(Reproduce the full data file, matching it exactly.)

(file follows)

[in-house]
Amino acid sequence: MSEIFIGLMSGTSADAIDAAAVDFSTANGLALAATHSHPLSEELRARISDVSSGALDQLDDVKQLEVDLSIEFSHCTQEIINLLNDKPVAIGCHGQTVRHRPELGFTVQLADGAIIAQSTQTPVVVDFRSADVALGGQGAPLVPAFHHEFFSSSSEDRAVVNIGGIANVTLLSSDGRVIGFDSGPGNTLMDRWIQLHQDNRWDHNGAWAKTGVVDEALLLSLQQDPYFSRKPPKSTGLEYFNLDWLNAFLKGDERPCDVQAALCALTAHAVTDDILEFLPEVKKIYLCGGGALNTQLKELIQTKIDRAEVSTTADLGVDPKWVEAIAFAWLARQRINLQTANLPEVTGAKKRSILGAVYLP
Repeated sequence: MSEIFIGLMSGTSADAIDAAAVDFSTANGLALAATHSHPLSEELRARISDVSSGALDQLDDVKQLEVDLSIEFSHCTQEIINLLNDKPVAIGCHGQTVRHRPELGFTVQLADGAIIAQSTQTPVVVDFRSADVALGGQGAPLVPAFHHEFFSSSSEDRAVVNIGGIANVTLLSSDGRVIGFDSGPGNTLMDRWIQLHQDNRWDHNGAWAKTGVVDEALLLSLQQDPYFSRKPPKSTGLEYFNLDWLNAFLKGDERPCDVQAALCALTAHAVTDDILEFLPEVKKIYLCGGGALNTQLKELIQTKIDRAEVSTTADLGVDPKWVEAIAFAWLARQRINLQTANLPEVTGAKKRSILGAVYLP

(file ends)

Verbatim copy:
[in-house]
Amino acid sequence: MSEIFIGLMSGTSADAIDAAAVDFSTANGLALAATHSHPLSEELRARISDVSSGALDQLDDVKQLEVDLSIEFSHCTQEIINLLNDKPVAIGCHGQTVRHRPELGFTVQLADGAIIAQSTQTPVVVDFRSADVALGGQGAPLVPAFHHEFFSSSSEDRAVVNIGGIANVTLLSSDGRVIGFDSGPGNTLMDRWIQLHQDNRWDHNGAWAKTGVVDEALLLSLQQDPYFSRKPPKSTGLEYFNLDWLNAFLKGDERPCDVQAALCALTAHAVTDDILEFLPEVKKIYLCGGGALNTQLKELIQTKIDRAEVSTTADLGVDPKWVEAIAFAWLARQRINLQTANLPEVTGAKKRSILGAVYLP
Repeated sequence: MSEIFIGLMSGTSADAIDAAAVDFSTANGLALAATHSHPLSEELRARISDVSSGALDQLDDVKQLEVDLSIEFSHCTQEIINLLNDKPVAIGCHGQTVRHRPELGFTVQLADGAIIAQSTQTPVVVDFRSADVALGGQGAPLVPAFHHEFFSSSSEDRAVVNIGGIANVTLLSSDGRVIGFDSGPGNTLMDRWIQLHQDNRWDHNGAWAKTGVVDEALLLSLQQDPYFSRKPPKSTGLEYFNLDWLNAFLKGDERPCDVQAALCALTAHAVTDDILEFLPEVKKIYLCGGGALNTQLKELIQTKIDRAEVSTTADLGVDPKWVEAIAFAWLARQRINLQTANLPEVTGAKKRSILGAVYLP